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Review
, 101 (8), e172-e177

Laparoscopic Management of a Migrated Intragastric Balloon Causing Mechanical Small Bowel Obstruction: A Case Report and Review of the Literature

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Review

Laparoscopic Management of a Migrated Intragastric Balloon Causing Mechanical Small Bowel Obstruction: A Case Report and Review of the Literature

D Hay et al. Ann R Coll Surg Engl.

Abstract

Intragastric balloons have been used as an invasive non-surgical treatment for obesity for over 30 years. Within the last 37 years, we have found only 27 cases reported in the literature of intestinal obstruction caused by a migrated intragastric balloon. We report the laparoscopic management of such a case and make observations from similar case presentations published in the literature. A 26-year-old woman had an intragastric balloon placed endoscopically for weight control 13 months previously. She presented to the emergency department with a four-day history of intermittent abdominal cramps and vomiting. Contrast enhanced computed tomography confirmed the presence of the intragastric balloon within the small bowel. At laparoscopic retrieval, the deflated intragastric balloon was found impacted in the terminal ileum approximately 15 cm from the ileocaecal valve. The balloon was retrieved by enterotomy and primary closure of the ileum without event. The risk of balloon deflation and subsequent migration increases over time but several published cases demonstrate that this complication can occur within six months of insertion. The initial approach to the treatment of migrated intragastric balloons causing small bowel obstruction should be determined by the location of impaction, severity of obstruction and the available skill set of the attending radiologist, endoscopist and/or surgeon. Balloons causing obstruction in the duodenum are likely amenable to endoscopic retrieval whereas impaction within the jejunum or ileum could be managed by percutaneous needle aspiration (in selected cases), endoscopy (double-balloon enteroscopy), laparoscopy or open surgery.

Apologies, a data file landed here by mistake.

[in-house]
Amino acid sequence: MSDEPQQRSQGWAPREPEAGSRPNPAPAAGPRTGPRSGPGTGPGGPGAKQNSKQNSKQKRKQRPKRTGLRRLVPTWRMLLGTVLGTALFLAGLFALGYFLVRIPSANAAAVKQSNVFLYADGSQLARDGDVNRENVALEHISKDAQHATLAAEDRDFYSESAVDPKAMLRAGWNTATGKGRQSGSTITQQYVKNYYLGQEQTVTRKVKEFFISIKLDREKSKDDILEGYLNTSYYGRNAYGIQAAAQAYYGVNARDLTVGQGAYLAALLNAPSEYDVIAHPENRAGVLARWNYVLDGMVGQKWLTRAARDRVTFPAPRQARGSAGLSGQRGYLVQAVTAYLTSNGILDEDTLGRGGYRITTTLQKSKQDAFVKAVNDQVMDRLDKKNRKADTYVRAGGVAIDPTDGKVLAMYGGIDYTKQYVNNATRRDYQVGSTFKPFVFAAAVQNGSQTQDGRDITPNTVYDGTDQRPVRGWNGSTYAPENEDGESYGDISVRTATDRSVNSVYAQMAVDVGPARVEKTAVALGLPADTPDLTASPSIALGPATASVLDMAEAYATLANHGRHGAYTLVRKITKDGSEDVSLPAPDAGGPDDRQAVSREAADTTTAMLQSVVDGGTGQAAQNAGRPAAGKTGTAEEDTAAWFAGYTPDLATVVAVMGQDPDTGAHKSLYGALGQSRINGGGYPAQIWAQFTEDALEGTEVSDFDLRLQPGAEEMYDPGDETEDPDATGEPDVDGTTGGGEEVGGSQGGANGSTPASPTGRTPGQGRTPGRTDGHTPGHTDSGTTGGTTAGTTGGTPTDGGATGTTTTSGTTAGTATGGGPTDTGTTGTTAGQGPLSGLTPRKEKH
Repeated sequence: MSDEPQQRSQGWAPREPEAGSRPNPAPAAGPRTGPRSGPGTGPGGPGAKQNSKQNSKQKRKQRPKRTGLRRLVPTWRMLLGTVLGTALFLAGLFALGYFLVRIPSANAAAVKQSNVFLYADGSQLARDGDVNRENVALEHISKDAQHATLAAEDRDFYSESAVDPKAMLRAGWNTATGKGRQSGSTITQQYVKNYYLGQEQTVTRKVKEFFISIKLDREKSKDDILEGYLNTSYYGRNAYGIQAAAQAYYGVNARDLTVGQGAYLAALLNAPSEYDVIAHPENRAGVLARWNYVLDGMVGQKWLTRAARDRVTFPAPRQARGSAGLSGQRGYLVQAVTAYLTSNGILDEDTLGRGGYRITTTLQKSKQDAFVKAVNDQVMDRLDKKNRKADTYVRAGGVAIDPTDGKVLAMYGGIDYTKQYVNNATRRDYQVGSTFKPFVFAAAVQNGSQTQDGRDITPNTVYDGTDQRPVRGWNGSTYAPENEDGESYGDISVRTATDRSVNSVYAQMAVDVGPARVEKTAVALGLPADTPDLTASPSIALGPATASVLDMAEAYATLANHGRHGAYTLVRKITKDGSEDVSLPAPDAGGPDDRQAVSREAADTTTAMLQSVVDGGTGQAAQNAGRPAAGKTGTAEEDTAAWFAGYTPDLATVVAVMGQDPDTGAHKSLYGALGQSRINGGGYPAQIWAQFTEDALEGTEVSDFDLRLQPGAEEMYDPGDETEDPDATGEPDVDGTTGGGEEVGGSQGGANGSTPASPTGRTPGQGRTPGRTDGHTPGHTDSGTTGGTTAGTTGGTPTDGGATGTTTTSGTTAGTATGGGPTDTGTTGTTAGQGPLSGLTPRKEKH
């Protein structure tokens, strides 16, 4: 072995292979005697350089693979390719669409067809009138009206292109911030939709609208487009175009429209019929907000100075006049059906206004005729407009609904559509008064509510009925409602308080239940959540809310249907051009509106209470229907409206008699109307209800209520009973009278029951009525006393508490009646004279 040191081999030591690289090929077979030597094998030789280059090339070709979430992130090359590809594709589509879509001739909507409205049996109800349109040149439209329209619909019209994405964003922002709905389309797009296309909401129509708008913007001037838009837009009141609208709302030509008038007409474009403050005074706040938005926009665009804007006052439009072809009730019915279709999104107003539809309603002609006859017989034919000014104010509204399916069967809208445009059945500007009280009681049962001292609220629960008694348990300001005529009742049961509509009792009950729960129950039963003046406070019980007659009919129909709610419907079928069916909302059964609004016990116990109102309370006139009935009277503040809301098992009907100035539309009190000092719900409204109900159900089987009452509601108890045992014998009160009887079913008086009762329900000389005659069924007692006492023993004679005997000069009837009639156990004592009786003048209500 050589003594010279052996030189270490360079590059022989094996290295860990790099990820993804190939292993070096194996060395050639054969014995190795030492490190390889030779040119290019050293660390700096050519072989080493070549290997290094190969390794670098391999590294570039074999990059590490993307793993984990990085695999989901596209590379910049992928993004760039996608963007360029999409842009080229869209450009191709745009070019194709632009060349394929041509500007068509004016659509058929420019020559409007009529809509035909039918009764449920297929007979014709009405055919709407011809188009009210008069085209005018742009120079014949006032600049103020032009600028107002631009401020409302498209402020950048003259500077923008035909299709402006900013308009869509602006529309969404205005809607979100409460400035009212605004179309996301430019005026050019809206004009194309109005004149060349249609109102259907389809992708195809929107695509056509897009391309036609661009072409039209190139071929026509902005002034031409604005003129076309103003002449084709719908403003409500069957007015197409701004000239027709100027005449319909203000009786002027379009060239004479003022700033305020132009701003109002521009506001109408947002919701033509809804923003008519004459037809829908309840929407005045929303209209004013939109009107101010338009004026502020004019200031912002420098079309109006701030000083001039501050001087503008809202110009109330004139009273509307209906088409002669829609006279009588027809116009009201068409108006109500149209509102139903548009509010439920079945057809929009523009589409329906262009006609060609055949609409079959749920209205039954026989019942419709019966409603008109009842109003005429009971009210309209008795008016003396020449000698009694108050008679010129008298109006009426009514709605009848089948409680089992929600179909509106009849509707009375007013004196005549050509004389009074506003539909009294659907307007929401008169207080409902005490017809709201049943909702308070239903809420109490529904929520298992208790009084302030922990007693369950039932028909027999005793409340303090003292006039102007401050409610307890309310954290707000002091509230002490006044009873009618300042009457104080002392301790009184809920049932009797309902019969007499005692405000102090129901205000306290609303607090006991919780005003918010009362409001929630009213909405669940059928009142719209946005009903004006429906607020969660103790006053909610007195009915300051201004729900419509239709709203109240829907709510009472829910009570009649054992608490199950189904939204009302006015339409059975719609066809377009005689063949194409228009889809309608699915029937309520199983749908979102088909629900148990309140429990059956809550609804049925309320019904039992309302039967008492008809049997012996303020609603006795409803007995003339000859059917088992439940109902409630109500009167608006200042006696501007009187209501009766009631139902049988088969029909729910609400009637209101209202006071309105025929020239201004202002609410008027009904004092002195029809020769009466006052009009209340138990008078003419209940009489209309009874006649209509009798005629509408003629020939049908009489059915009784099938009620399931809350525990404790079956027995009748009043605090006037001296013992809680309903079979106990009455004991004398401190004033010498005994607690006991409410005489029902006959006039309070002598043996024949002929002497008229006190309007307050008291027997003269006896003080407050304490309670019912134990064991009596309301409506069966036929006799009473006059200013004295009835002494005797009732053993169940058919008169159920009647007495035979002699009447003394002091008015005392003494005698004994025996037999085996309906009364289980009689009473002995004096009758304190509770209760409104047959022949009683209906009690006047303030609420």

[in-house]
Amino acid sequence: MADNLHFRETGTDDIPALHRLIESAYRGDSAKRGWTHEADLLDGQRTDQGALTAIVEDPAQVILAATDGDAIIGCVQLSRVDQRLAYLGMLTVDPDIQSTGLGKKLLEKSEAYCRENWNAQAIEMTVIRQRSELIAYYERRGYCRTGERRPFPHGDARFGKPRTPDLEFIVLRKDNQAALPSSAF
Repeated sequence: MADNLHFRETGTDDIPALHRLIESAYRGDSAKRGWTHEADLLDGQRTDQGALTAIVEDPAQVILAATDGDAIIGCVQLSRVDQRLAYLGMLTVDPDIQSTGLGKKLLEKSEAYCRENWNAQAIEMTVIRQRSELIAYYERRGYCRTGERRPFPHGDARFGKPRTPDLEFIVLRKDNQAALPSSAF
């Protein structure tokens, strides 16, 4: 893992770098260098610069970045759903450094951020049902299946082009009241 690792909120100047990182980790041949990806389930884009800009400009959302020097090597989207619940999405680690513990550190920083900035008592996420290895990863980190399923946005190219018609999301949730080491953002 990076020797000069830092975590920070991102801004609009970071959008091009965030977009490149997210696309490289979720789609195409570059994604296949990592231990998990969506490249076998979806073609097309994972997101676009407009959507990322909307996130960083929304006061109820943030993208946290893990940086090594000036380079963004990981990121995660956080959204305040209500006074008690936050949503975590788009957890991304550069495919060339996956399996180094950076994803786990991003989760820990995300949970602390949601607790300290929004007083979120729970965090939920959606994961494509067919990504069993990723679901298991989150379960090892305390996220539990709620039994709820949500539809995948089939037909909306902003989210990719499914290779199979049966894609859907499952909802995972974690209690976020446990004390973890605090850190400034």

Keywords: Gastric balloon migration, complications; Intragastric balloon; Laparoscopic emergency surgery; Obesity surgery; Small bowel obstruction.

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